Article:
35 Pages Posted: 18 Oct 2011
Date Written: October 14, 2011
Since 2005, the public has lived with high and volatile prices for basic energy and agricultural commodities. The public focus on this unprecedented commodity price volatility has been intense, because a large proportion of the cost of living borne by individuals and families in the U.S. (and around the globe) is represented by commodities-based costs, notably food, fuel, and clothing. Interestingly, as commodity prices have shown more price volatility, there has been an accompanying significant increase in the volume of commodities futures and swaps transactions, as well as commodities markets open interest. Moreover, Commodity Index Traders ('CITs'), a relatively new type of participant, now collectively make up the single largest group of non-commercial participants in commodities futures markets. These CITs, which represent giant institutional pools of capital, have at times been the single largest class of participant, outweighing bona fide hedgers (producers and consumers of commodities) and traditional “speculators,” who take short-term bi-directional bets and provide liquidity. Given both the size and the specific and largely homogeneous investment strategy of the CITs, many market observers have concluded that this group is most likely responsible for greatly disrupting price formation in commodities futures markets. Further, it has been posited that this distortion has directly led to recent unprecedented price volatility and higher absolute price levels for numerous food and energy commodities in markets around the world.
Using a new set of analytic approaches, the authors seek to test whether the behavior of CITs has impacted commodities prices in a manner independent of fundamental supply and demand forces. Specifically, we examine the behavior of futures price spreads before, during, and after the monthly CIT 'Roll' period, a set period from the 5th to 9th business day of each month, during which funds tracking the most popular commodity index, the Standard & Poor’s Goldman Sachs Commodity Index (GSCI) must roll forward their expiring futures contracts. We find strong evidence that the CIT Roll Cycle systematically distorts forward commodities futures price curves towards a contango state, which is likely to contribute to speculative 'boom/bust' cycles by changing the incentives of producers and consumers of storable commodities, and also by sending misleading and non-fundamental, price signals to the market.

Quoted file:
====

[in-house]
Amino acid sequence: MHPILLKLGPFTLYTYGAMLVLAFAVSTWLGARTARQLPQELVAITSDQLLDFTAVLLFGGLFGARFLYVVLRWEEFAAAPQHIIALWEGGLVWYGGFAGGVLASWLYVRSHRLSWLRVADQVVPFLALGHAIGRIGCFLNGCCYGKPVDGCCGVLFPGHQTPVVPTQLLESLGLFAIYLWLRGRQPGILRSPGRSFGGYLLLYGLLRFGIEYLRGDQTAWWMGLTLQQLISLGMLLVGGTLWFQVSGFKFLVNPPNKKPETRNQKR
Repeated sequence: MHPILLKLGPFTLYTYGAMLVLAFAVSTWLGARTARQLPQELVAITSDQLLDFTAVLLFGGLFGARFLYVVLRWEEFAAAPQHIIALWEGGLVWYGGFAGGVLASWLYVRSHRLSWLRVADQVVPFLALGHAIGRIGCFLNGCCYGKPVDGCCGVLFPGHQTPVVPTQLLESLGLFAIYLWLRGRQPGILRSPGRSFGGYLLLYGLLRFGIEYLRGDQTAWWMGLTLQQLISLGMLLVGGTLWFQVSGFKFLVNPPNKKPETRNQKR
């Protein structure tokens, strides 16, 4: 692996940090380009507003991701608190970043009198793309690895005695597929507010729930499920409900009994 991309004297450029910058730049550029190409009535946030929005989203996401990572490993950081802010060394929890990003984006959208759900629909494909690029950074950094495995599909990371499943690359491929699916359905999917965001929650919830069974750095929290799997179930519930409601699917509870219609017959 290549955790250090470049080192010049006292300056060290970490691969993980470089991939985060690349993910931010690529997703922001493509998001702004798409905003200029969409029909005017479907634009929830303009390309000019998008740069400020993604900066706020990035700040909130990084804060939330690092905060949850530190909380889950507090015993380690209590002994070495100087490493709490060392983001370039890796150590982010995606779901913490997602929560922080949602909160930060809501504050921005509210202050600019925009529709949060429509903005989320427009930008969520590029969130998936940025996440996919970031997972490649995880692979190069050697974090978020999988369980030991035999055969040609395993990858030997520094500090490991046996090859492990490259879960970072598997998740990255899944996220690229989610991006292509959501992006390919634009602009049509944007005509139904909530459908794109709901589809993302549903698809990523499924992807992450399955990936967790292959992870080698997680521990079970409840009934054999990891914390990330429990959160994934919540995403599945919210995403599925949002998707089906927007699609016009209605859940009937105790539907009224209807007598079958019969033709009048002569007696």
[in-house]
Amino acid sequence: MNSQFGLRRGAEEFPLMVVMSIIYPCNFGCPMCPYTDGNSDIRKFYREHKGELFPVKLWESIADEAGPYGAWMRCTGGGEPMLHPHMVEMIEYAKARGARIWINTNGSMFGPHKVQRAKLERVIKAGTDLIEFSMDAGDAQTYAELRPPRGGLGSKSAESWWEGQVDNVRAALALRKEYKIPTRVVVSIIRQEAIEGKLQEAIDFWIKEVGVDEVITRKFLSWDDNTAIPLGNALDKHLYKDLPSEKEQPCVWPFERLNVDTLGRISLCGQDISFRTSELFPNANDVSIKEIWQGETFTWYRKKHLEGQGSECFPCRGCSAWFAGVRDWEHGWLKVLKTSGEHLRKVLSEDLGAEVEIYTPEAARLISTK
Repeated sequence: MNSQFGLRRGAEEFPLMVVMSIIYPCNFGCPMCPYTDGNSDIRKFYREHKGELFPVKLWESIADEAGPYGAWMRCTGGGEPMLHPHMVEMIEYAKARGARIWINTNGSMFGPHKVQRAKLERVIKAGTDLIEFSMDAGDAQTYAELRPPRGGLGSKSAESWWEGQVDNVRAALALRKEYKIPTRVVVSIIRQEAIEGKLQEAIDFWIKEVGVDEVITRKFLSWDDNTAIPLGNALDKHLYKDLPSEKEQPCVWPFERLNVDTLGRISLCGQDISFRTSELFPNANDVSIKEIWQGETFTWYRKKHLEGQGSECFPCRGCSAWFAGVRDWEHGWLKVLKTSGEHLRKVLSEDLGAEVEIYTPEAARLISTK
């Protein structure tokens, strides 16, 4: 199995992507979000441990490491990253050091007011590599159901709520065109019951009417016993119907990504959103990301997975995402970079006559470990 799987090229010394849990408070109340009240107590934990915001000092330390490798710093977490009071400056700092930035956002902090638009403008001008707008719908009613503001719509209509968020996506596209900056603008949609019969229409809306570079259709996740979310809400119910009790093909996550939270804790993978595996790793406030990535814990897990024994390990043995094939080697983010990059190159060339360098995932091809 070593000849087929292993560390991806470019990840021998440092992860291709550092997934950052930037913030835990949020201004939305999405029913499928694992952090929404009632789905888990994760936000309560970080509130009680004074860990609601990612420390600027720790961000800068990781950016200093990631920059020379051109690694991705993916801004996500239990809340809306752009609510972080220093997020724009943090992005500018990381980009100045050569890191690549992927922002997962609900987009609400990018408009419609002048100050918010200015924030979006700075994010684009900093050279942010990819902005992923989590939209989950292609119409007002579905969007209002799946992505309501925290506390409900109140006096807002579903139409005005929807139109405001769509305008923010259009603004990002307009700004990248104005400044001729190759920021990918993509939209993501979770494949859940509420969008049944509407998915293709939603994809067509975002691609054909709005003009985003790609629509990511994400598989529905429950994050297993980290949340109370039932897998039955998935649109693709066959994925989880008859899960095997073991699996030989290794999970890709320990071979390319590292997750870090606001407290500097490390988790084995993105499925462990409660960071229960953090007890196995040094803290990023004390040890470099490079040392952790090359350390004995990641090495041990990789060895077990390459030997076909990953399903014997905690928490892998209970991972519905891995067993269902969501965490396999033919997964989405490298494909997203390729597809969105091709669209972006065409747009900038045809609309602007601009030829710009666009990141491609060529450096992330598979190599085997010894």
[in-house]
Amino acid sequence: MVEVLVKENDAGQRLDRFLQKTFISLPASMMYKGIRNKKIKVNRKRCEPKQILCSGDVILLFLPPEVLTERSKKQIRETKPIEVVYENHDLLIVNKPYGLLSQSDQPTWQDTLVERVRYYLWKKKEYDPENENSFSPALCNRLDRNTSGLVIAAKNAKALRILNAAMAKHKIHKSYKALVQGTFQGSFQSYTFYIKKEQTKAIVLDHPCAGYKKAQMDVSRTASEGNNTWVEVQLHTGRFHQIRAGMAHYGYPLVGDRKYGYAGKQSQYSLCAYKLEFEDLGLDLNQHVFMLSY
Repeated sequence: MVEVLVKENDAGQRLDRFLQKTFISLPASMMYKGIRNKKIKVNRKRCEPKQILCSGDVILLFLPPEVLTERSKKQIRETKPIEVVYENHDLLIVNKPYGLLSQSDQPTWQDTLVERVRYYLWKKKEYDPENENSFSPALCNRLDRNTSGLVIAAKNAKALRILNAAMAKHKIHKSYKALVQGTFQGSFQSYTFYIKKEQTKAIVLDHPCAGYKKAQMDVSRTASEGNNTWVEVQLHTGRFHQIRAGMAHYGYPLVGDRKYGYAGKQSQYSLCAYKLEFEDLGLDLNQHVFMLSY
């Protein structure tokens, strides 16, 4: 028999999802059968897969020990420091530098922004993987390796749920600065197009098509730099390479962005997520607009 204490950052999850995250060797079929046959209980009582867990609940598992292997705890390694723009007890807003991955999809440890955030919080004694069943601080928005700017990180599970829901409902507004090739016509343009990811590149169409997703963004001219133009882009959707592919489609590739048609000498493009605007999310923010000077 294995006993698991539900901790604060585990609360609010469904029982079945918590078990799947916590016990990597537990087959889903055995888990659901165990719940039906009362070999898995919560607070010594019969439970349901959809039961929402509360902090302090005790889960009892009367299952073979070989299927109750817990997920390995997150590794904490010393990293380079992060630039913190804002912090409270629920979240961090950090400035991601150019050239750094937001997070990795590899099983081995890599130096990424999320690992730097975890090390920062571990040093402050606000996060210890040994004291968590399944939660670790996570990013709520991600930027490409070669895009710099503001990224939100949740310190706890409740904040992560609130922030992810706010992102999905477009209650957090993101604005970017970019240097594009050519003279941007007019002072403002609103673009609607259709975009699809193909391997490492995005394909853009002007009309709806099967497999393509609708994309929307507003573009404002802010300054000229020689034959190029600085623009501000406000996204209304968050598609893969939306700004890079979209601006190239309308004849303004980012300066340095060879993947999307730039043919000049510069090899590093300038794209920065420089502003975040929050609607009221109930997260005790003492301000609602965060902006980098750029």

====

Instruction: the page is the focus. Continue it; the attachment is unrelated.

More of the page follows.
Keywords: commodity, commodities, index, funds, traders, CFTC, position, limits, excessive, speculation, speculators, crude oil, NYMEX, CBOT, CME, wheat, corn, live cattle, natural gas, better markets
JEL Classification: A10, G10, Q00, Q14
Suggested Citation: Suggested Citation
Frenk, David and Turbeville, Wallace, Commodity Index Traders and the Boom/Bust Cycle in Commodities Prices (October 14, 2011). Available at SSRN: https://ssrn.com/abstract=1945570 or http://dx.doi.org/10.2139/ssrn.1945570